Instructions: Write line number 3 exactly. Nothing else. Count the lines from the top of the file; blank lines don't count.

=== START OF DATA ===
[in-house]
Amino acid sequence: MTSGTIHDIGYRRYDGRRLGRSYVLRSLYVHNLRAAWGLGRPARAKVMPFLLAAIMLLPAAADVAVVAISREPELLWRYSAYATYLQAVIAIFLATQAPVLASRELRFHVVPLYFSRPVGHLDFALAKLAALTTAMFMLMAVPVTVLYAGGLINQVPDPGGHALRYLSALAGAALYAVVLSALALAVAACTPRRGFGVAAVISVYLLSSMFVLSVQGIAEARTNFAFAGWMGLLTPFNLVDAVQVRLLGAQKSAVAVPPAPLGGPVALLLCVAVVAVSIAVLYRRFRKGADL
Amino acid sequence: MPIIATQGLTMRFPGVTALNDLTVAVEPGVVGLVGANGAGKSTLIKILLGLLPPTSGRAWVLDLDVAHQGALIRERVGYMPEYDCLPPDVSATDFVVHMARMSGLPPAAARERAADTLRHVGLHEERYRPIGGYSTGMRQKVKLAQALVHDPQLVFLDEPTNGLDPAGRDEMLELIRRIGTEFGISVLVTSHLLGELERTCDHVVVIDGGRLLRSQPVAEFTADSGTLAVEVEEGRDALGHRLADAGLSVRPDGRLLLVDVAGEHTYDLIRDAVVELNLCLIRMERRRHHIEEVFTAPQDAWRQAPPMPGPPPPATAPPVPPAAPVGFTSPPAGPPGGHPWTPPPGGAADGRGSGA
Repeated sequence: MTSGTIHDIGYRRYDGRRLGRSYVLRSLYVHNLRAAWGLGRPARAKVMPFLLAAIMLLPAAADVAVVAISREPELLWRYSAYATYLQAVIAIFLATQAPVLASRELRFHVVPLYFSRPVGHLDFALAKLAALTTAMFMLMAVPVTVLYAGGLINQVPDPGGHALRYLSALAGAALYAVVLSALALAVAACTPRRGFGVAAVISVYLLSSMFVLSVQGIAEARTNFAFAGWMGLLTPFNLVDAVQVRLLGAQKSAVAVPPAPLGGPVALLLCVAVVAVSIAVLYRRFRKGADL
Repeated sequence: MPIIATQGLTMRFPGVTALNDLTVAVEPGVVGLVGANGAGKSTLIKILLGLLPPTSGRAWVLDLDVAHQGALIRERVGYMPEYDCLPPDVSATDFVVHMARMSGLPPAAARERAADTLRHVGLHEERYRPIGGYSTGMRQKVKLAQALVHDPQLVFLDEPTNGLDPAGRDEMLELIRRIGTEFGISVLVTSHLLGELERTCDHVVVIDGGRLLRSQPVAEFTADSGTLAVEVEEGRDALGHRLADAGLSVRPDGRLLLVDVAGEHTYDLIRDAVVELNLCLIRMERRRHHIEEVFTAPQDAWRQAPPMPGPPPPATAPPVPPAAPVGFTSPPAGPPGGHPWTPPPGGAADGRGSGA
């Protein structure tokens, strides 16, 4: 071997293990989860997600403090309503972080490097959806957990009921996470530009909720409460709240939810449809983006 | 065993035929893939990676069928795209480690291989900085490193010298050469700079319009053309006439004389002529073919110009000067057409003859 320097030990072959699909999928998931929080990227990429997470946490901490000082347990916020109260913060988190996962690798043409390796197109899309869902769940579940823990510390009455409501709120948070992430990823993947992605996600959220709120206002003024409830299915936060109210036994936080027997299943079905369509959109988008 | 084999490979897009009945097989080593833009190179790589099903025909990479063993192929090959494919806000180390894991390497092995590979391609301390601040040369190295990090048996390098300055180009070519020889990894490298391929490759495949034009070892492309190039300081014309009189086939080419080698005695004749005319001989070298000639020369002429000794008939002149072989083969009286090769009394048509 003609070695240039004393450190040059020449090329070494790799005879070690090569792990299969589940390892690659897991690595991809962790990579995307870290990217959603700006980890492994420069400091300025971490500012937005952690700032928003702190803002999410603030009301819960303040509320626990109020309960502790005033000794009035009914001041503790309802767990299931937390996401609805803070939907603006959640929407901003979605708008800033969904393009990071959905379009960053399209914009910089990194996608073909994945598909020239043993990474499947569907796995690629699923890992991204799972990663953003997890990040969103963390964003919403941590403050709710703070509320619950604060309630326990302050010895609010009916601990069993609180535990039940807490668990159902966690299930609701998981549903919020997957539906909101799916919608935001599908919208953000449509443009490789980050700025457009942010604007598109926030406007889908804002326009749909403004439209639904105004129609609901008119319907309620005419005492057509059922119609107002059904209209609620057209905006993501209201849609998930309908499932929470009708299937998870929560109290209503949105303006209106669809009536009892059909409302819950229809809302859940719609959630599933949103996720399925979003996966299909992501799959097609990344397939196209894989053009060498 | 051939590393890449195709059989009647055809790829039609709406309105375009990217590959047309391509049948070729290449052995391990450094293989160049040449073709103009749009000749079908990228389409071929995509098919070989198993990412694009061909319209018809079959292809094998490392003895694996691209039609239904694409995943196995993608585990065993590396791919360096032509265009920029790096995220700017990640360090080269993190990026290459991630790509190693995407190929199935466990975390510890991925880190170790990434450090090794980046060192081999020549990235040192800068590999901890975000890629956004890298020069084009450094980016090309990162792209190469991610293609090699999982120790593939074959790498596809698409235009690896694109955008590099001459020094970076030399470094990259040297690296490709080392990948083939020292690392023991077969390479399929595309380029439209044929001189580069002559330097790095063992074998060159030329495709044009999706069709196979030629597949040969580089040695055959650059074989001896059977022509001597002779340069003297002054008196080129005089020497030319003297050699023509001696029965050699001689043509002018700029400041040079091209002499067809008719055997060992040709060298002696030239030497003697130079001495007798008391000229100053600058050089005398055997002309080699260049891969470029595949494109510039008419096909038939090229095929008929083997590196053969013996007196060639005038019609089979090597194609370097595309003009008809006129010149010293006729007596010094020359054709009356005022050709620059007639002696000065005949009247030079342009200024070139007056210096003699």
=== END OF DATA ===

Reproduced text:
Amino acid sequence: MPIIATQGLTMRFPGVTALNDLTVAVEPGVVGLVGANGAGKSTLIKILLGLLPPTSGRAWVLDLDVAHQGALIRERVGYMPEYDCLPPDVSATDFVVHMARMSGLPPAAARERAADTLRHVGLHEERYRPIGGYSTGMRQKVKLAQALVHDPQLVFLDEPTNGLDPAGRDEMLELIRRIGTEFGISVLVTSHLLGELERTCDHVVVIDGGRLLRSQPVAEFTADSGTLAVEVEEGRDALGHRLADAGLSVRPDGRLLLVDVAGEHTYDLIRDAVVELNLCLIRMERRRHHIEEVFTAPQDAWRQAPPMPGPPPPATAPPVPPAAPVGFTSPPAGPPGGHPWTPPPGGAADGRGSGA